The fish is placed in a confined space. This can be anything froma wooden box to a large walk-in smokehouse.
The fish is either suspended by strings, metal or wooden hooks, or racks to allow good smoke flow all around the meat. Never use galvanized steel racks or hooks in any smoking or cooking operation, as the galvanized steel will poison the meat and make you very sick, or out right kill you.
Smoke is now added to the smokehouse from a wood stove that is out-side the structure; and the meat inside starts to pick up the flavor of the smoke. The temperature is kept low. The temperature should be kept below 138 degrees F. With some methods the temperature never rises above 90 degrees F.
This process may take several hours or even days to achieve the desired results. The finished product will be very moist and not very hot. As you can see, cold smoking has done nothing to destroy any bacteria, especially at 90 degrees F. In fact, those cute little parasites are also alive and well; but a temperature of 160 degrees F. will most certainly ensure their demise. If properly smoked with the right wood (more about this later), the fish will have a good flavor; but remember, it is not cooked or preserved in any sense of the word.
This fish must be refrigerated and consumed in a short period of time or it will spoil. It can also be canned or frozen. One way to increase the shelf life of cold smoked fish is to soak it in a brine solution before it goes to the smoke house.
One brine recipe that has been used for generations is to add salt to avolume of water to the point that it will float an egg. The brine is kept cool; and the fish is left to soak with frequent stirring for 24 hours. The fish is then rinsed with fresh water and taken to the smoke house.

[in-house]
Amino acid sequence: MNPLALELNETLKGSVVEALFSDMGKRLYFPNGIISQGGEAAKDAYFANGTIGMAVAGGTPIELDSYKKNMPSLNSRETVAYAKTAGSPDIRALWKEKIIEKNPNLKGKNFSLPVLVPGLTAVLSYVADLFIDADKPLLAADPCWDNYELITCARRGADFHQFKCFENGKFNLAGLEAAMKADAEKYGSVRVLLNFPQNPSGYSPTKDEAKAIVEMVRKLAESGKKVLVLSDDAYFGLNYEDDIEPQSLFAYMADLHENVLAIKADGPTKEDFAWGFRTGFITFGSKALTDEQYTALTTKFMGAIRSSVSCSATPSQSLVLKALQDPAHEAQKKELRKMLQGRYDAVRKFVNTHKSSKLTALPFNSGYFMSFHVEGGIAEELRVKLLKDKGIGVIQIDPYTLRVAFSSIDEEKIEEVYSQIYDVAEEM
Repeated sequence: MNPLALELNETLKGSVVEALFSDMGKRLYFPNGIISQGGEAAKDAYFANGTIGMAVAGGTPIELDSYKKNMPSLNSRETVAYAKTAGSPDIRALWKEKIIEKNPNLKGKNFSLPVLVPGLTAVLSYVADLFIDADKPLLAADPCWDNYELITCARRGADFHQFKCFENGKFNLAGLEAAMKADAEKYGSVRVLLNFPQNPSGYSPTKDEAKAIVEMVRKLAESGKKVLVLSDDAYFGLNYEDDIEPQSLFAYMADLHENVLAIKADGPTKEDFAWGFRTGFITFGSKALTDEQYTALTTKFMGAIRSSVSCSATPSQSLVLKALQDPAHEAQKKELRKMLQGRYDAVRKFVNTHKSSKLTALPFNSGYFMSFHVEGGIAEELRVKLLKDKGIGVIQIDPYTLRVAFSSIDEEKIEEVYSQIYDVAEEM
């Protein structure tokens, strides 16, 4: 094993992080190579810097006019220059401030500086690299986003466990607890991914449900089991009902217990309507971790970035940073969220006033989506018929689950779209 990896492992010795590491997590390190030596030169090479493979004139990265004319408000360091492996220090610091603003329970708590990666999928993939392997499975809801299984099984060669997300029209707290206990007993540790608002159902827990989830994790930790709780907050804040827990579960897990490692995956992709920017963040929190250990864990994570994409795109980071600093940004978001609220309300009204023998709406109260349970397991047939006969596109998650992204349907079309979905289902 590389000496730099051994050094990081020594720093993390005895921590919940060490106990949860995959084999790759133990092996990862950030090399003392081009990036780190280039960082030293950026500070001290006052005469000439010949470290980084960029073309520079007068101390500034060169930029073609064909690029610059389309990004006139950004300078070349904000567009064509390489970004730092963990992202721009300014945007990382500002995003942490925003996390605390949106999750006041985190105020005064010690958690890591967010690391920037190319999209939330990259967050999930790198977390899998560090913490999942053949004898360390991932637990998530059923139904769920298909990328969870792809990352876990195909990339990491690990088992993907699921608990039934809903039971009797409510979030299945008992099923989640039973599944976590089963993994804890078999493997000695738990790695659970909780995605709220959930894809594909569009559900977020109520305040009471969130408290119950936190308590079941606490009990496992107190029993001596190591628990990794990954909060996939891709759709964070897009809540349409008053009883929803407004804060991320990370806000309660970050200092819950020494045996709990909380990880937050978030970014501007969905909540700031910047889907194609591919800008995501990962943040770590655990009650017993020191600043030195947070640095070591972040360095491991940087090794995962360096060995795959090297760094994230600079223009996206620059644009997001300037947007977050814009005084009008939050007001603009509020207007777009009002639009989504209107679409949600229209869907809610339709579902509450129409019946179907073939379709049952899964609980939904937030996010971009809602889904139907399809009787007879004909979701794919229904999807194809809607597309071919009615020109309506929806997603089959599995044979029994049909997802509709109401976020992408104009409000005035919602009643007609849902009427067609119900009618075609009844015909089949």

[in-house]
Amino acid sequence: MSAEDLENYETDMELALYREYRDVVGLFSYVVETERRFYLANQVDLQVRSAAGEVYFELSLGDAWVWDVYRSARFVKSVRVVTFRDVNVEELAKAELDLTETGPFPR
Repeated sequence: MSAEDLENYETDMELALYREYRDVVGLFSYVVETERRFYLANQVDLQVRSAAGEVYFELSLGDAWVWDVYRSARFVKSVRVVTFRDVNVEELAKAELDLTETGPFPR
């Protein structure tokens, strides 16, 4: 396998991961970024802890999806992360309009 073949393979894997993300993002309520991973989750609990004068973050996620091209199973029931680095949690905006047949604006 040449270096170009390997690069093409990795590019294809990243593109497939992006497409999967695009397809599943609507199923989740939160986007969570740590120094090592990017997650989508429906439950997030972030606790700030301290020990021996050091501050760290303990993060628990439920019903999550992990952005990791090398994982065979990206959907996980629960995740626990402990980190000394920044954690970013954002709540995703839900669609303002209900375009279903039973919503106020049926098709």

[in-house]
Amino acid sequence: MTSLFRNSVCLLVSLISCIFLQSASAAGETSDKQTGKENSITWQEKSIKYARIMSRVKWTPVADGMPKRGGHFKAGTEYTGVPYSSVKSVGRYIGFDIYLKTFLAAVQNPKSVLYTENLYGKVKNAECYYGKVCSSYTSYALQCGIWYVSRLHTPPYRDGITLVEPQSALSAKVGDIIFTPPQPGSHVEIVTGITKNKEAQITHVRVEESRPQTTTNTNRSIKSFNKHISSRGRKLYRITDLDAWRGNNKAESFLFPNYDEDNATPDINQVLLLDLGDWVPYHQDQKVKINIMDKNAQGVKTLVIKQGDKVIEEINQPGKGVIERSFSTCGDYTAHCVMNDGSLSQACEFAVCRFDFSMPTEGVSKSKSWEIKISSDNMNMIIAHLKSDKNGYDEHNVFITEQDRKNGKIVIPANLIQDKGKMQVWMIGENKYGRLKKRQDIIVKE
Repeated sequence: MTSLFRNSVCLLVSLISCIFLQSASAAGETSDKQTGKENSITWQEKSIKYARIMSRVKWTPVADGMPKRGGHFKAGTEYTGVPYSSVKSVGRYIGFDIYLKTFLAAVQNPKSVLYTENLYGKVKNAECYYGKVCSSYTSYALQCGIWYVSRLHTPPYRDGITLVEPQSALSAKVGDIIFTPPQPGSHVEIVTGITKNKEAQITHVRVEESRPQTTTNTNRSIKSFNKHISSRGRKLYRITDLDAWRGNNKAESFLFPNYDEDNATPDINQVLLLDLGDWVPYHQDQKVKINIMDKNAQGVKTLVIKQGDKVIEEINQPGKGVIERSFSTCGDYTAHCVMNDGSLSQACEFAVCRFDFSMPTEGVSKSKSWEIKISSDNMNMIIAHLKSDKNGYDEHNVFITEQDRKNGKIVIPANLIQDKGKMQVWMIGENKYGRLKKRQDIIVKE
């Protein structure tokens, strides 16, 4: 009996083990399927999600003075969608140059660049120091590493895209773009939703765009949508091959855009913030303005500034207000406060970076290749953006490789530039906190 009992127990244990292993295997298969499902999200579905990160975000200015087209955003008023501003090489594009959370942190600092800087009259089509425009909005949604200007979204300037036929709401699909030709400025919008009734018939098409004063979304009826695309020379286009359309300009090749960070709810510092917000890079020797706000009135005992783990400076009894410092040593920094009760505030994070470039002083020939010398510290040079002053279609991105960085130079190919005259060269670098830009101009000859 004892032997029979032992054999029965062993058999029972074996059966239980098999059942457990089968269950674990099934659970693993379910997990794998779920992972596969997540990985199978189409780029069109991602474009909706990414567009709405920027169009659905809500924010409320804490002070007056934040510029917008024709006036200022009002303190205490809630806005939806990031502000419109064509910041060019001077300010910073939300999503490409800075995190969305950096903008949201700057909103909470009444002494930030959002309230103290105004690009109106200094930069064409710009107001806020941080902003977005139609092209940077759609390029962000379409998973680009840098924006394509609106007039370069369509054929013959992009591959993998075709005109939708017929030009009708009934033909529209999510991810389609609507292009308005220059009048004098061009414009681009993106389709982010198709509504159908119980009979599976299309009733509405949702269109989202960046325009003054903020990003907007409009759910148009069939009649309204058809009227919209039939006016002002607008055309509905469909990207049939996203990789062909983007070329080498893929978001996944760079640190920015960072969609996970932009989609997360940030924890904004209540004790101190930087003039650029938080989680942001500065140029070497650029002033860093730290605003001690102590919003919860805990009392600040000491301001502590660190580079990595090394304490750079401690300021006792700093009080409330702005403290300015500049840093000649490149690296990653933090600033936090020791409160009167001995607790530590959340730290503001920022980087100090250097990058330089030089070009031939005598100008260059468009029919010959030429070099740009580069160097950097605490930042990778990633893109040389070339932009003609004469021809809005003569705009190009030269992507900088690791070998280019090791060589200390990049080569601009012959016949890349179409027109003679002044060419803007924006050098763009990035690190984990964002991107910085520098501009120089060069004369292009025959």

Hot smoking is the method that I prefer for many reasons. First of all, I like my fish cooked. I also like to ensure that all those cute little parasites don't get any older; and I like to eliminate all bacteria that is in the fish. This can be easily accomplished by hot smoking (smoke cooking).
When hot smoking, more care must be taken when constructing the smoke house because of the high temperatures that will be created within it. Unlike cold smoking, here the wood stove will be inside the smoke house.
The fish are placed in the smoke house in the same manner as in cold smoking. Next, a fire is built inside the stove. Any type of hard wood can be used for this purpose. The stove should have a damper in the flue pipe, and a way to control its air intake. With these two adjustments, you can easily fine tune the temperature of the smoke house.
Place the smoking wood on the flat surface on top of the stove and start a small, controlled fire. By adjusting the amount of wood and its dryness, the amount of smoke can also be easily controlled.
I keep two piles of smoking wood: one is bone dry; the other has been soaked in water. This gives me a lot of latitude for controlling the smoke.
With this set-up, both heat and smoke can be controlled separately.
I start with a temperature of 120 degrees F. with a medium smoke for about two hours. Next I raise the temperature to 140 degrees F. for approximately three hours with a heavy smoke.
At this point a sockeye salmon fillet will start to take on a nice redcolor. The temperature is now raised to 160 degrees F. for approximately one hour with a medium smoke. The salmon will now have a deep rich red color bloom.
We know now that the parasites have definitely had their day ruined. Finally, the temperature israised to 200 degrees F. This is the temperature that destroys most bacteria known to man. Maintain this temperature for about 45 minutes to one hour with no smoke.